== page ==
History of Flooding in Winchester
The low-lying areas adjacent to the Aberjona River in Winchester have been subject to flooding throughout history. The flooding has been exacerbated by an increase in storm water flows resulting from development both upstream and within Winchester over the past 40 years. The river’s 53-square mile watershed includes upstream areas of Woburn, Reading, Stoneham, and Burlington.
Residents of the Town feel the impact of flooding in two ways. First, they experience inconvenience and expense when their homes or businesses are flooded, causing property damage and resulting in time and cost for clean-up and repair. Flooding has caused approximately $25M in property damage between 1996 and 2010, per the US Army Corps of Engineers. (See 2010 FEIR.) Second, owners of properties that are within the 100-year floodplain must purchase flood insurance.
After years of study, with assistance from professional consultants and input from citizens and Town committees, the Town undertook the process of designing, permitting and executing a Flood Mitigation Program (FMP). The goal of this project was “to minimize economic losses from damaging floods by eliminating constrictions and undertaking projects to improve flow and capacity.” The Town first filed an ENF (Environmental Notification Form) under the Massachusetts Environmental Policy Act (MEPA) in 2003 for a series of proposed flood mitigation projects, followed by Draft and Supplemental Draft Environmental Impact Reports, in 2006 and 2007 respectively. A certificate was issued in 2007 for fourteen projects — ten within Winchester and four in neighboring towns. In subsequent years, the proposal was refined through more filings by the Town and regulatory review by the Commonwealth, with input from a variety of regulatory agencies (such as DCR, the MWRA, the Massachusetts Historical Commission, etc.) and both upstream and downstream communities. In 2010, a Final Environmental Impact Report was submitted that listed nine projects – six within Winchester and three in neighboring communities. On April 2, 2010, the Massachusetts Secretary of the Executive Office of Energy and Environmental Affairs issued a Certificate which allowed the Town to move into the detailed design and construction phases for the respective projects. Each project within the FMP is critical to the success of the overall program, and some of the projects must be constructed in sequence to ensure that no new flood issues are created as a result of the execution of the projects. See April 27, 2015 Flood Mitigation Program Update to Town Meeting.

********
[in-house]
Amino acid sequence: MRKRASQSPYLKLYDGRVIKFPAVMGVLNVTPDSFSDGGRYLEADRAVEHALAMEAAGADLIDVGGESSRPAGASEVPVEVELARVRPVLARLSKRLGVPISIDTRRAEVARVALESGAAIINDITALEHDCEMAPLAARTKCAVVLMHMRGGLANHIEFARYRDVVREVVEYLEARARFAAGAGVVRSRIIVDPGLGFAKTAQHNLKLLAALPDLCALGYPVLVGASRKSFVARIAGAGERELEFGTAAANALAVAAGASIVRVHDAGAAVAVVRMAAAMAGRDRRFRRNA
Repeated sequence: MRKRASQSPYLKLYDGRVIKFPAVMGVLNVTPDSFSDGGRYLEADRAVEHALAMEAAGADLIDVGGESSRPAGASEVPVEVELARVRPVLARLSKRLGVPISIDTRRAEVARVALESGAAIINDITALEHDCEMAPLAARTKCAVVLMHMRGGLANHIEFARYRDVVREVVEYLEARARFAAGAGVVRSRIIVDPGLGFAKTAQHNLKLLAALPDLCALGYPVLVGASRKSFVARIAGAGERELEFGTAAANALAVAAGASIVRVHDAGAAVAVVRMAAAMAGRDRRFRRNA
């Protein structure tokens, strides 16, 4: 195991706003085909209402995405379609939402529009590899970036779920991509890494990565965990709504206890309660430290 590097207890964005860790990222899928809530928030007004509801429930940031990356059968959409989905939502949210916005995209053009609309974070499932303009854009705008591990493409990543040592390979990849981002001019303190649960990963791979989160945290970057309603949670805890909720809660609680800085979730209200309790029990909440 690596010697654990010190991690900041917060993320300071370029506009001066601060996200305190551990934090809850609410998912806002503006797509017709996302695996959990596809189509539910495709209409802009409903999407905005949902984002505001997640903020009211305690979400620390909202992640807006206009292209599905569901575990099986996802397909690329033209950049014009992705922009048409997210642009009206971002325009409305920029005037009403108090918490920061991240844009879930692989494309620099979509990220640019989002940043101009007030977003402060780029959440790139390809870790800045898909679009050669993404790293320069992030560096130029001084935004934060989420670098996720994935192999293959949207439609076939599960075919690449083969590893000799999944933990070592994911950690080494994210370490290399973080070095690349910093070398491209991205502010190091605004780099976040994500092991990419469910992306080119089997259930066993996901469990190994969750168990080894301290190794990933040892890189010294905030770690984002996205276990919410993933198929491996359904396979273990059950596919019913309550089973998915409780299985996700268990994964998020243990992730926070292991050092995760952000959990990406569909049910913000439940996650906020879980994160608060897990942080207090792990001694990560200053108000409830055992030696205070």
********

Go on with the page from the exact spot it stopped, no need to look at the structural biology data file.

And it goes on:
When the FMP is complete, the Town will experience lower levels of flooding, at a lesser frequency, from storm events. See December 12, 2014 letter from VHB to BOS. For low to moderate storm events, some impacts have already been reduced or eliminated. For more extreme flood events (100-year or greater storms), the impact will not be entirely eliminated, but will be reduced so that less property damage is experienced overall within the Town, particularly in the Town Center and north side of Town. See December 12, 2014 letter from VHB to BOS. The benefits accrue not only to private property, but to municipal buildings and infrastructure that have historically experienced flooding impacts.